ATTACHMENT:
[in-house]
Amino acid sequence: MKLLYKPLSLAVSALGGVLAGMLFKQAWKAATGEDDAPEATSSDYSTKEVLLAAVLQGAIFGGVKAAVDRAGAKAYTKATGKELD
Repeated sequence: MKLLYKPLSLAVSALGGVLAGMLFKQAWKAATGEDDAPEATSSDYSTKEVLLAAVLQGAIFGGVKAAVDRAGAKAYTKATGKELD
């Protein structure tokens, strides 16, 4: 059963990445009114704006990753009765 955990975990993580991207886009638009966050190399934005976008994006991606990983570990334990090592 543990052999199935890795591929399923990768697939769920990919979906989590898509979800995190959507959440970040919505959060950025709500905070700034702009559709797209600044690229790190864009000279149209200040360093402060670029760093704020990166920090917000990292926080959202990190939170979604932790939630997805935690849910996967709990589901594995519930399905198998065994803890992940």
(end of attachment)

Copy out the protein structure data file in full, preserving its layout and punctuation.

[in-house]
Amino acid sequence: MKLLYKPLSLAVSALGGVLAGMLFKQAWKAATGEDDAPEATSSDYSTKEVLLAAVLQGAIFGGVKAAVDRAGAKAYTKATGKELD
Repeated sequence: MKLLYKPLSLAVSALGGVLAGMLFKQAWKAATGEDDAPEATSSDYSTKEVLLAAVLQGAIFGGVKAAVDRAGAKAYTKATGKELD
């Protein structure tokens, strides 16, 4: 059963990445009114704006990753009765 955990975990993580991207886009638009966050190399934005976008994006991606990983570990334990090592 543990052999199935890795591929399923990768697939769920990919979906989590898509979800995190959507959440970040919505959060950025709500905070700034702009559709797209600044690229790190864009000279149209200040360093402060670029760093704020990166920090917000990292926080959202990190939170979604932790939630997805935690849910996967709990589901594995519930399905198998065994803890992940």